Conservatives have done their jobs well; they believe that President Obama must not be successful, and so they rightly use every tactic at there disposal. So what do liberals do? They cry, they mope, they whine; they spend their time longing for the speeches of Philadelphia and Denver. Mr. Obama told us that he would lead from the middle; he told us he would do his best to stay out of the bickering that has become the norm in Washington. But now, when conservatives have done what they do best, liberals complain that Obama has not turned his back on moderate and mature discussion. “Conservatives have proven that don’t want engagement, so the President should just go it alone!”
Bullshit! Did you think that Republicans would see the President’s olive branches and start to sing campfire songs? The President told you it would take time; he told everyone that sacrifices would be required. Looking at polling numbers now, it is apparent that perhaps half of his supporters weren’t really listening. The Obama Administration has followed a game-plan for 17 months that has produced an enviable record of accomplishment. Although I like Bill Clinton, it is instructive to place his record of 8 years next to the first 17 months of the Obama term. Clinton’s greatest accomplishments were conservative campaign planks; NAFTA, transportation deregulation, financial deregulation, the permittance of continued conservative stewardship at the Fed, Welfare rollbacks, and a deficit reduction bill that served to hammer domestic spending.
All President Obama has done is sign a health care reform bill that most pundits didn’t think was possible; sign the Lily Ledbetter law mandating equal pay for women; begin an affirmative process that will, eventually and with the support of military leadership, allow homosexuals to serve their country openly; pass a stimulus bill that has succeeded in pushing our nation towards recovery (sorry conservatives, when Moodys and CBO concur the stimulus works, math is not your ally); and sits poised to sign a financial reform bill into law. Nothing is perfect, and all of these accomplishments could be spruced up; but accomplishments they are.
President Obama’s speech to the nation on the oil spill was roundly criticized by liberals for a number of reasons; they complained about its lack of specifics or “plan”; they are angry because (apparently) they felt it was the opportunity for a JFK-like call to action; instead of going to the moon, we would be transitioning to clean energy. In reading the text of the speech, I am startled by the disconnect between analysis and content. The President described current efforts on both repair and cleanup; he gave specifics on both. The President described institutional failures in oversight, and outlined specific steps to correct the issue. The President repeatedly assigned blame to the guilty party, British Petroleum, and was specific about how they would exercise responsibility. Finally, The President was specific about the need for moving away from fossil fuels, and he was specific about work that had already been done on the issue in Congress.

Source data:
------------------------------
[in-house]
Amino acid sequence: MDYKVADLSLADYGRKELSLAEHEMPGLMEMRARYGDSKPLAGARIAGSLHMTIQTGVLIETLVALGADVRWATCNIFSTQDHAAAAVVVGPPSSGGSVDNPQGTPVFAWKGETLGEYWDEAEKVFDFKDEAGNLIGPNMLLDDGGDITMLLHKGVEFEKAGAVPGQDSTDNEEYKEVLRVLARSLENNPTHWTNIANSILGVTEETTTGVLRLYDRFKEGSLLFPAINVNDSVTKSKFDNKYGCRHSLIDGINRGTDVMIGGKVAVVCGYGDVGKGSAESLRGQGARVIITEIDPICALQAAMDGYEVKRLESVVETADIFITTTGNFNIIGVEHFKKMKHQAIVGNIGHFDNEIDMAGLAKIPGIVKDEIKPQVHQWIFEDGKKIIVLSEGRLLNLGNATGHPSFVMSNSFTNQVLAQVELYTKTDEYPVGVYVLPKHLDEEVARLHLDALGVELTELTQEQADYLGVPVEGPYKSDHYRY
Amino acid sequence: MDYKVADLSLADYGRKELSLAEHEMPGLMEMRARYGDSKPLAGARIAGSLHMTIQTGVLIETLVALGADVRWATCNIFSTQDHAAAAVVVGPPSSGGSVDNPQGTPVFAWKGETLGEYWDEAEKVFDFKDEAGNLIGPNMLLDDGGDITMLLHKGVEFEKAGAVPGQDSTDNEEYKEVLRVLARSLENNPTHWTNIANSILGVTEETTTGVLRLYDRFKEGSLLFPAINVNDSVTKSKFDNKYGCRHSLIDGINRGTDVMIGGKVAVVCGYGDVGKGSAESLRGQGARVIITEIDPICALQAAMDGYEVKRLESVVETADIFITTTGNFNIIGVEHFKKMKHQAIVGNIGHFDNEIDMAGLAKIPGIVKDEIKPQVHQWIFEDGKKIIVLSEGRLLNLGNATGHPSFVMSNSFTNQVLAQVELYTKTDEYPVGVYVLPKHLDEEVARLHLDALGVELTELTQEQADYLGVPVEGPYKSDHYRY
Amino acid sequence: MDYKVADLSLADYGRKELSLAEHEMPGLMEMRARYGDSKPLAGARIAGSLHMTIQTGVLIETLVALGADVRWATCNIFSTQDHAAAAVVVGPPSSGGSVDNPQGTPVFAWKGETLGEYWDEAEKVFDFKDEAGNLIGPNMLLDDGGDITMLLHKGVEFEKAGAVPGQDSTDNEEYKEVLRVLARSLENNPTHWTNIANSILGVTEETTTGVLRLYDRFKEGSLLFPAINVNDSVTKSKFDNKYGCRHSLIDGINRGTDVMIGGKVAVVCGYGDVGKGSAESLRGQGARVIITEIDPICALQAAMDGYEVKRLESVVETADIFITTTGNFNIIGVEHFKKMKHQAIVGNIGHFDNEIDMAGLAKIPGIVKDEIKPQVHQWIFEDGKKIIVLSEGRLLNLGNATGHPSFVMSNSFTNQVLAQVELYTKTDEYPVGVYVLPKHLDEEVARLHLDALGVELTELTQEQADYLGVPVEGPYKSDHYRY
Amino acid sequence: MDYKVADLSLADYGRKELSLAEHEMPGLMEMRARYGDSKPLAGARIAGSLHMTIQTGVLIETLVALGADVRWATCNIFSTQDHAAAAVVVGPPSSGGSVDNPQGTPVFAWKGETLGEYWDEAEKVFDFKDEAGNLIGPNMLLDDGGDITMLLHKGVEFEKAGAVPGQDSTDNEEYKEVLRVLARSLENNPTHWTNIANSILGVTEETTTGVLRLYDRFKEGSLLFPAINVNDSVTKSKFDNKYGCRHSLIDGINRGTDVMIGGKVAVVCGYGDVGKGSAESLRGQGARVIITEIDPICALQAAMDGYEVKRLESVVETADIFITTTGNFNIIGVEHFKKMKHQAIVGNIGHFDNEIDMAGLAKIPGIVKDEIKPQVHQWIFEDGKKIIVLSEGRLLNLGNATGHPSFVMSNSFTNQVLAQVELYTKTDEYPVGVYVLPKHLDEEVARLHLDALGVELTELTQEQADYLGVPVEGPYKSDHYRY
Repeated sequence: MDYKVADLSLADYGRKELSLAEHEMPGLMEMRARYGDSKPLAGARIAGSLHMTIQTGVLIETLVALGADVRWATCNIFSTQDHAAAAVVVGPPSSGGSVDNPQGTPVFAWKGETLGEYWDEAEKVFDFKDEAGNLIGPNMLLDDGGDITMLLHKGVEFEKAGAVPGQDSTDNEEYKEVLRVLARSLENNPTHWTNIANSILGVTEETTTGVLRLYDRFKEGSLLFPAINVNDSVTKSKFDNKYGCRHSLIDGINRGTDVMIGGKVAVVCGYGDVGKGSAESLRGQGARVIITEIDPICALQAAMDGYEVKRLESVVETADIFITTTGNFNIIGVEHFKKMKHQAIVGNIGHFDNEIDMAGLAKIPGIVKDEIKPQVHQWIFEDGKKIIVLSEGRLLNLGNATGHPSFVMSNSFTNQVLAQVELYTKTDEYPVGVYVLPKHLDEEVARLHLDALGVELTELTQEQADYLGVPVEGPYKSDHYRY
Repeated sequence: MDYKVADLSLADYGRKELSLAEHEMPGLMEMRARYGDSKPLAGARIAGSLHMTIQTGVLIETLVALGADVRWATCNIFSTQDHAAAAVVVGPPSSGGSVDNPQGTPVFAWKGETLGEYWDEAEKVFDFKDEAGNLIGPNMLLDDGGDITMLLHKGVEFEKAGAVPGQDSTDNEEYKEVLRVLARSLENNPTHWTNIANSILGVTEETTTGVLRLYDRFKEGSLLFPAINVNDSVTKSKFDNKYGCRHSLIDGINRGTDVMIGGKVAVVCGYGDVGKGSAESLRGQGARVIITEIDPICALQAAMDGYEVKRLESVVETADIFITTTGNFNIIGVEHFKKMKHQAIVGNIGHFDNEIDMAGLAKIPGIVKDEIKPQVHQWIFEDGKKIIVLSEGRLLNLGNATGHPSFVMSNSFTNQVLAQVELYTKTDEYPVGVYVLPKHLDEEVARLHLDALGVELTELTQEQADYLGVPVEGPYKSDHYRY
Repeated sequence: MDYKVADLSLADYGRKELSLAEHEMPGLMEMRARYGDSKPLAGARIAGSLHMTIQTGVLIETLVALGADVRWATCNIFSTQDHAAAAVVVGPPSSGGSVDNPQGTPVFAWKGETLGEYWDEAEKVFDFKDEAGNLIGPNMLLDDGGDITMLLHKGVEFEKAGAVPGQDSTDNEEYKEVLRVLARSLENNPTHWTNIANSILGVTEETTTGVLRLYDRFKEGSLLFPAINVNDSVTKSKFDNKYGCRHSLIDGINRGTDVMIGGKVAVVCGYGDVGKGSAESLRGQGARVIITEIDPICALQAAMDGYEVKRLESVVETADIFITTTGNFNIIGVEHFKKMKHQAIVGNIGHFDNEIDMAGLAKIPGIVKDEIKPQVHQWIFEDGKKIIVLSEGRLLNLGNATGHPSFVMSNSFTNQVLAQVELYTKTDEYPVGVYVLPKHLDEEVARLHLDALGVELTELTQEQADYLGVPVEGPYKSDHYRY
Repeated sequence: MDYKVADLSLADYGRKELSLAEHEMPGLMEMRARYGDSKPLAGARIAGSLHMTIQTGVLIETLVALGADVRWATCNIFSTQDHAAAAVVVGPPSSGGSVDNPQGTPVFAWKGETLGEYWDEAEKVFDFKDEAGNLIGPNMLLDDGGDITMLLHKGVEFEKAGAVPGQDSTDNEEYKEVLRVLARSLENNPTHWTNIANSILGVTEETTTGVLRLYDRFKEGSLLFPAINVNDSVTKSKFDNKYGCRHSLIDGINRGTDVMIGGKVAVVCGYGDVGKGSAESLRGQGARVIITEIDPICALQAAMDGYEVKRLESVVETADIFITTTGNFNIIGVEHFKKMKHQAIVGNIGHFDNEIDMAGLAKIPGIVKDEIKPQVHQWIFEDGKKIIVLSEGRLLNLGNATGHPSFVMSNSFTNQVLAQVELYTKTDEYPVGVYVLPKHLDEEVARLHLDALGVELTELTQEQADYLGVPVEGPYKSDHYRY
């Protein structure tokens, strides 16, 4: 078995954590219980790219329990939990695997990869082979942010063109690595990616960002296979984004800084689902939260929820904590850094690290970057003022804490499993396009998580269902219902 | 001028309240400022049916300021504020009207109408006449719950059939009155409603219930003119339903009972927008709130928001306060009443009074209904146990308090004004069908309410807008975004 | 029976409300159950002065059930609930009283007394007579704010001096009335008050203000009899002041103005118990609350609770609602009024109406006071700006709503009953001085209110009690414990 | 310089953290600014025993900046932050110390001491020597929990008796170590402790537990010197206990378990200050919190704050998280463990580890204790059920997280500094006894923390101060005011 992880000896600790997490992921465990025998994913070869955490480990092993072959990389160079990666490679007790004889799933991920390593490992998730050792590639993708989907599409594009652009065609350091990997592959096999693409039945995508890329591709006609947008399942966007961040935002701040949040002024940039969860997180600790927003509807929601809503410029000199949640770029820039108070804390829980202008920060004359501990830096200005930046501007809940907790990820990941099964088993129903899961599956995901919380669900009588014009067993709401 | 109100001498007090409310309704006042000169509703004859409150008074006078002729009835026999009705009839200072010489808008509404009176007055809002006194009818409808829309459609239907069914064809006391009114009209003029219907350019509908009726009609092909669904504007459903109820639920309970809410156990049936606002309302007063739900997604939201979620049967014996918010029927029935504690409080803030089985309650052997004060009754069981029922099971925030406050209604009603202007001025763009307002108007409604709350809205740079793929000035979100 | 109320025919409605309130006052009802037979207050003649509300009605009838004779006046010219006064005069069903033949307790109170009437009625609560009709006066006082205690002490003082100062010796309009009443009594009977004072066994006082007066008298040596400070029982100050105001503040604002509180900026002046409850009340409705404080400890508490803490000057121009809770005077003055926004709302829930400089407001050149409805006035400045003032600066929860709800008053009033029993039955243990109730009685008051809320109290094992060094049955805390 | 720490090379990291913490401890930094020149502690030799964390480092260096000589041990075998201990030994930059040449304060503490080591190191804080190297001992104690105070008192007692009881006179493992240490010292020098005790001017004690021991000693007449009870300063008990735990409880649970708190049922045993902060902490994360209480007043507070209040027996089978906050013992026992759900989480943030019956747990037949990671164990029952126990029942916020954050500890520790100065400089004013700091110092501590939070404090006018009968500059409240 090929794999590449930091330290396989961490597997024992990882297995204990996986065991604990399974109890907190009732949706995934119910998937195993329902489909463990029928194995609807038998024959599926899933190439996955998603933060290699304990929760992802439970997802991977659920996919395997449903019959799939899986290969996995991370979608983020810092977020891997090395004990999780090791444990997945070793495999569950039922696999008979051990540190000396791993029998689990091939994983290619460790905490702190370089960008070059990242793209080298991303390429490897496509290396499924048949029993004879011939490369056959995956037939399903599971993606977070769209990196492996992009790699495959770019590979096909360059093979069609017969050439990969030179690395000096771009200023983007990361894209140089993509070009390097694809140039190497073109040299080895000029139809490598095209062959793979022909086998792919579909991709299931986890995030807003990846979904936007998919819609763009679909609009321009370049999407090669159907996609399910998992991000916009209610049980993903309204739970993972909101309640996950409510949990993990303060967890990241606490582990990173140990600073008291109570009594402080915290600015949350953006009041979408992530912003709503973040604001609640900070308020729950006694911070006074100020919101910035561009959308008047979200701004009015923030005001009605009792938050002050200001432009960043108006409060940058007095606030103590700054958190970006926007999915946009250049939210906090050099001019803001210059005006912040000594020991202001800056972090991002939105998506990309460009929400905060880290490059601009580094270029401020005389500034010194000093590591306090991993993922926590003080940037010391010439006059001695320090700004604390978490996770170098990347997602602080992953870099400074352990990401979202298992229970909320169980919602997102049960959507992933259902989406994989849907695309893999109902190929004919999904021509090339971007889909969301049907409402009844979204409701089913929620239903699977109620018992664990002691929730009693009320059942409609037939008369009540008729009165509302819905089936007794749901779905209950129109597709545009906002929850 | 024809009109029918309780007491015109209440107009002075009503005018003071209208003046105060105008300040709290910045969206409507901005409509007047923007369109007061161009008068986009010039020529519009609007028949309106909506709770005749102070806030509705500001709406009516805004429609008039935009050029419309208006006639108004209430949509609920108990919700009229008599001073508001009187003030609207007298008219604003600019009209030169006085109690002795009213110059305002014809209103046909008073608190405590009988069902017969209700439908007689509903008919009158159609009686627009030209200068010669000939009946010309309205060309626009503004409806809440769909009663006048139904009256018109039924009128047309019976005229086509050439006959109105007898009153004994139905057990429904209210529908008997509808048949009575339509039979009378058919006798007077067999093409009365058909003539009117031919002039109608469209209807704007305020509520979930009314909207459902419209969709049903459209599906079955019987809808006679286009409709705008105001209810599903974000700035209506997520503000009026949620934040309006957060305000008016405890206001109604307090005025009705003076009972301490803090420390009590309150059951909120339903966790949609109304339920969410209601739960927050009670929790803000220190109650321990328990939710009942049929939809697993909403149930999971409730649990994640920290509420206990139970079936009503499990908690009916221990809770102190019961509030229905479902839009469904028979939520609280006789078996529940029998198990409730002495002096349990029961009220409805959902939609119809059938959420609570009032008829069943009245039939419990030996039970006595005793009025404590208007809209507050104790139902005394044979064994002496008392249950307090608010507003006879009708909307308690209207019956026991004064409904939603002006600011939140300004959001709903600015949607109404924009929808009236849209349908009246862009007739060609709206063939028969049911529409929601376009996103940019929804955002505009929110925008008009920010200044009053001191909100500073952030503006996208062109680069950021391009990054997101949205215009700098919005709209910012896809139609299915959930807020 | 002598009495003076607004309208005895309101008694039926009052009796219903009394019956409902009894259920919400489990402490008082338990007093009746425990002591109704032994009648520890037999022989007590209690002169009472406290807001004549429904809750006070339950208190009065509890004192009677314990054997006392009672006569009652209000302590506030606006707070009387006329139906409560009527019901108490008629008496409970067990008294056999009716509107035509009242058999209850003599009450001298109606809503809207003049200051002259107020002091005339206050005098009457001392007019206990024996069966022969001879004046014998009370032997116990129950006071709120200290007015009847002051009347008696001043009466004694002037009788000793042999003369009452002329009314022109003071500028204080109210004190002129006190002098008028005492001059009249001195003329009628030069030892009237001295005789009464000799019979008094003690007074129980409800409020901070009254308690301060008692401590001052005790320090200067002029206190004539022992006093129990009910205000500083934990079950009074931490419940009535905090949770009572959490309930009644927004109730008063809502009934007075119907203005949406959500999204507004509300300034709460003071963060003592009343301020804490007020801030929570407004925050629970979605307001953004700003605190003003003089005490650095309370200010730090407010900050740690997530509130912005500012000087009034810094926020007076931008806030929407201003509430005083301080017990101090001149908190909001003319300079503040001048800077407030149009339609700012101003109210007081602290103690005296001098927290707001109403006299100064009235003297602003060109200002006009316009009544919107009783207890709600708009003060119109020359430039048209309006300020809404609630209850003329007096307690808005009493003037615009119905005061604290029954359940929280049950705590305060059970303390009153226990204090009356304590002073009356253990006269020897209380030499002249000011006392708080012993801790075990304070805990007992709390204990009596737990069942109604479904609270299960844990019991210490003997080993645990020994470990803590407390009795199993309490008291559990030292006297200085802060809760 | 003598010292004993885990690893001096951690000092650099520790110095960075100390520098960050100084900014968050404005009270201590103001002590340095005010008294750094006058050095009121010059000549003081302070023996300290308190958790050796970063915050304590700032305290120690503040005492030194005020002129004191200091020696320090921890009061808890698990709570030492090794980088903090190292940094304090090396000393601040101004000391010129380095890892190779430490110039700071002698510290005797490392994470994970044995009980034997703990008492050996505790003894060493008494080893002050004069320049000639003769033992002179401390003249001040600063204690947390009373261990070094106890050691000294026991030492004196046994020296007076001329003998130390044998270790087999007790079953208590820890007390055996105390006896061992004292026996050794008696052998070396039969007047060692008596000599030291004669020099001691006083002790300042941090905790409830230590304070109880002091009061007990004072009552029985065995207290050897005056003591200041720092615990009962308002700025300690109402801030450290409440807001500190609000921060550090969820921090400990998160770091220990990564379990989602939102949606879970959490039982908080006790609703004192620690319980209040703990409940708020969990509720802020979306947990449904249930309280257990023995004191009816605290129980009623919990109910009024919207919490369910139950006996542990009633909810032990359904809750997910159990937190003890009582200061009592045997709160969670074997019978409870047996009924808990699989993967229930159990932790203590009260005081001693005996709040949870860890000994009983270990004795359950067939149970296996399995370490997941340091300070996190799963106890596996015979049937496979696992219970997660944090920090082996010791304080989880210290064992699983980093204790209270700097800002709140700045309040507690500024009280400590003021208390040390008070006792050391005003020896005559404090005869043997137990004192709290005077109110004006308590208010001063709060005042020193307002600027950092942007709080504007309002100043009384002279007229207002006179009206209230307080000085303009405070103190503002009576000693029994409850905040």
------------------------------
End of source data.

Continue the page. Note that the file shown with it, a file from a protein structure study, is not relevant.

Now, in my humble opinion, the President’s speech called out specific issues and gave the highlights of the plans to deal with them. I suppose liberals wanted, as they have ridiculously demanded over the past weeks, more emotion from Mr. Obama. I wonder though, who you thought you were voting for. I voted for a President that wouldn’t make decisions prior to swinging his golf club. I voted for a President that had the maturity to stay out of the partisan catfights that have dominated U.S. politics for my entire adult life. I voted for a President who would take responsibility for problems and their solutions. Almost 17 months after his swearing-in, I see exactly the person I voted for. He has always been more than a speech-giver friends. The speech on the Big Spill was an instance of the President addressing his bosses; he informed us of the status of the problem, and gave us highlights of the way forward. It wasn’t a campaign speech, and it wasn’t a kick-off to a legislative fight on climate change. The President’s report to the nation was functional and pragmatic, and was rooted in actual facts, not frilly promises. After weeks of terrible news, I am finally able to see a way forward.
The Rational Middle is listening…